South Korea has banned the production and sale of 31 metformin-based diabetes drugs for the presence of a carcinogenic substance, the country`s health authority said on Tuesday.
The Ministry of Food and Drug Safety said a total of 288 active pharmaceutical ingredients and finished dosage forms of metformin circulating in Korea were checked for the substance and 31 had above the permitted level of N-nitrosodimethylamine (NDMA), which is classified as a probably carcinogenic to humans by the World Health Organization (WHO) International Agency for Research on Cancer.
The ministry put a temporary ban on the manufacture and sale of the affected products and told doctors to restrict prescribing the drugs to patients.
Metformin, a standard drug used for the treatment of type 2 diabetes mellitus, helps control high blood sugar and is marketed under various brand names.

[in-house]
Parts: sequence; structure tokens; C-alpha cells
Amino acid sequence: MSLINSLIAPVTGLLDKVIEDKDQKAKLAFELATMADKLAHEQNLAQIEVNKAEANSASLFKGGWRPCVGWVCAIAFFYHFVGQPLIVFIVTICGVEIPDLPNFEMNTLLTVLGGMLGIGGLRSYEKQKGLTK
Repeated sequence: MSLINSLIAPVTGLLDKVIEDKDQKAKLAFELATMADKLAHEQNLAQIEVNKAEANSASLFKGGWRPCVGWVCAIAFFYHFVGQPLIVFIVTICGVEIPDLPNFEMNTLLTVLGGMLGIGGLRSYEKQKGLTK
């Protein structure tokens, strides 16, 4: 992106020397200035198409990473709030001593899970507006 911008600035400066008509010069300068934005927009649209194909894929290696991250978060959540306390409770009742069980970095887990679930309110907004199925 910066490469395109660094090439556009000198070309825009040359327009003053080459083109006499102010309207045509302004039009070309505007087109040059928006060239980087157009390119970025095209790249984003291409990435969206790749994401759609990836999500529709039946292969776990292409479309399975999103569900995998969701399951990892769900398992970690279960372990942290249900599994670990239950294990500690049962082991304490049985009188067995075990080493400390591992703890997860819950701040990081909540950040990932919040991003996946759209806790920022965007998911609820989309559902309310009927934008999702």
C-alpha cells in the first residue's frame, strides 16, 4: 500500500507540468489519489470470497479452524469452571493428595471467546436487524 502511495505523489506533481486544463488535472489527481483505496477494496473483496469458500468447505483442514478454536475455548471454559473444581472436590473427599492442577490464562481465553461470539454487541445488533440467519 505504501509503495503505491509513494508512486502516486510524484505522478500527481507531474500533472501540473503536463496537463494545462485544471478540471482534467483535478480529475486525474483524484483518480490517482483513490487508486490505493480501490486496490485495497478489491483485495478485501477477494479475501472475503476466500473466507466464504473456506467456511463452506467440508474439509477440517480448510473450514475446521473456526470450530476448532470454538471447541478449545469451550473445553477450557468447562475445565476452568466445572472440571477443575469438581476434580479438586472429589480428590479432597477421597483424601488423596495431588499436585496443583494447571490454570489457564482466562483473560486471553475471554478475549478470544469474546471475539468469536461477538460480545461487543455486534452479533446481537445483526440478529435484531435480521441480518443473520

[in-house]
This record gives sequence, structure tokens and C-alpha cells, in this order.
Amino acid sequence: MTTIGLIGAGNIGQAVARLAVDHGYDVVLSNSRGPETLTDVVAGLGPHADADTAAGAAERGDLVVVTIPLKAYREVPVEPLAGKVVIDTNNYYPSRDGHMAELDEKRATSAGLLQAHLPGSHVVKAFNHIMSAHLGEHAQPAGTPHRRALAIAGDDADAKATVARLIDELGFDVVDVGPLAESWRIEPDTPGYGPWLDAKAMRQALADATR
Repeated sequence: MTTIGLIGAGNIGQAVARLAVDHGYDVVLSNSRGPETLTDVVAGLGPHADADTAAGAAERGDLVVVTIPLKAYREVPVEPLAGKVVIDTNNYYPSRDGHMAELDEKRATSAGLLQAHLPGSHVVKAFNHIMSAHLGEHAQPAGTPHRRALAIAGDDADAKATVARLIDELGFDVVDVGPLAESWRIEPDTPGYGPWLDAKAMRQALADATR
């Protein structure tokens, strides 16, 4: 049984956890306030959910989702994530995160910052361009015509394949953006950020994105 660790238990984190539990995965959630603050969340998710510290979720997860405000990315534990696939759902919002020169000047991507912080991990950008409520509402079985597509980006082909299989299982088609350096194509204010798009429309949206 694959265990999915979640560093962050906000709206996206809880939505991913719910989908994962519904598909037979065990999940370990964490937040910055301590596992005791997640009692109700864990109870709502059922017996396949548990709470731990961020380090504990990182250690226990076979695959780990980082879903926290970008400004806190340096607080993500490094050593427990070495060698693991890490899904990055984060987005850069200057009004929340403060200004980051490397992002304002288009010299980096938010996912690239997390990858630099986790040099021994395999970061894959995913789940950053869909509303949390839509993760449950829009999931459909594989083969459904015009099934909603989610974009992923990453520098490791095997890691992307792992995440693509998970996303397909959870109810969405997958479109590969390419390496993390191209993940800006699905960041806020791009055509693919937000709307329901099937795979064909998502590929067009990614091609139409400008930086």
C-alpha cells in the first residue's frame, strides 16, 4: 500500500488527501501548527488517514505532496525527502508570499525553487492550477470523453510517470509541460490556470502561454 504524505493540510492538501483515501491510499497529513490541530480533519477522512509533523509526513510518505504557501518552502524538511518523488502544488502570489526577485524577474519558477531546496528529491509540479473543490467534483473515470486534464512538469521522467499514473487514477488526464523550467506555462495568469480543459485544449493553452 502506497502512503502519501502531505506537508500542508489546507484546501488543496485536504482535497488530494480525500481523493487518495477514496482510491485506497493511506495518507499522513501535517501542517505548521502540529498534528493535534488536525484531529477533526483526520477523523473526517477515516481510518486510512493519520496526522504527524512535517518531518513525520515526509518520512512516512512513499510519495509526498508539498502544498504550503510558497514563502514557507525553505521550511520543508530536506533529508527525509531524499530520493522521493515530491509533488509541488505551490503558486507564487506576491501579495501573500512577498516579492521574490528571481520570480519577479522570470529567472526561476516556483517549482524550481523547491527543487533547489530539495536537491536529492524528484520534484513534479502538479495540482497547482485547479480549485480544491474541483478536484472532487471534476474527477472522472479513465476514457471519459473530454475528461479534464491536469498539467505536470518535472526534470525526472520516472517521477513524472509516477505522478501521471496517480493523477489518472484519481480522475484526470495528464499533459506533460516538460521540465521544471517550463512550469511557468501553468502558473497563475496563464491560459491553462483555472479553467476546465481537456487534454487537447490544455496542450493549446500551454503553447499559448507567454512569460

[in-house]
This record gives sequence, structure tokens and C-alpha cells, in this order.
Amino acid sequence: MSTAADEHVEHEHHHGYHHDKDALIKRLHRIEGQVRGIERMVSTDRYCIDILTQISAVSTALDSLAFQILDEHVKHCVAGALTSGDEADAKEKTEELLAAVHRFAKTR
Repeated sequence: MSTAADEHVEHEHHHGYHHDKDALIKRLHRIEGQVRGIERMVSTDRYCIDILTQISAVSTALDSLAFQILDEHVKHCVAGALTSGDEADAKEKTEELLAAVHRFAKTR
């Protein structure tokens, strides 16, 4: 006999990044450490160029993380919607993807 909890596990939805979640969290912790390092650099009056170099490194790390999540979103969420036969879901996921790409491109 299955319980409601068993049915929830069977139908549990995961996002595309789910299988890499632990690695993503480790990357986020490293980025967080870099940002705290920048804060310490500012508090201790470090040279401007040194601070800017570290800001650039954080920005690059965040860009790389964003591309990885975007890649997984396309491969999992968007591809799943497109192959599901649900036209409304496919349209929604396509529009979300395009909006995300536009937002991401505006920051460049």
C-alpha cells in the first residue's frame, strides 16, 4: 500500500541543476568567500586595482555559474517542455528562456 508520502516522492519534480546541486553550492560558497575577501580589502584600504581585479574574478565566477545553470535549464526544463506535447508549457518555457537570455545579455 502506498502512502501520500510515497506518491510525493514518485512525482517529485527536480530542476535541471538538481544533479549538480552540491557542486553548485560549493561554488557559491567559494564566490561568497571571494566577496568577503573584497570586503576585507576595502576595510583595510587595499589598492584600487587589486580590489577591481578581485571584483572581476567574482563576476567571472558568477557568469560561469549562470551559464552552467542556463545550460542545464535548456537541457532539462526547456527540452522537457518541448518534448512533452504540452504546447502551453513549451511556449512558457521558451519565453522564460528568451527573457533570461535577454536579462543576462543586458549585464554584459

The ministry said, however, those drugs are very unlikely to pose serious health risks, adding the levels of NDMA impurity are extremely low, and its impact assessment showed people who took the drugs had an additional cancer risk of 0.21 person for 100,000, which is lower than international pharmaceutical product safety standards of every 1 out of 100,000 persons.
The ministry said people who are taking the affected medications at present should not suddenly stop using them without consulting their doctors because the danger of not adequately controlling diabetes is far higher.
By Minu Kim
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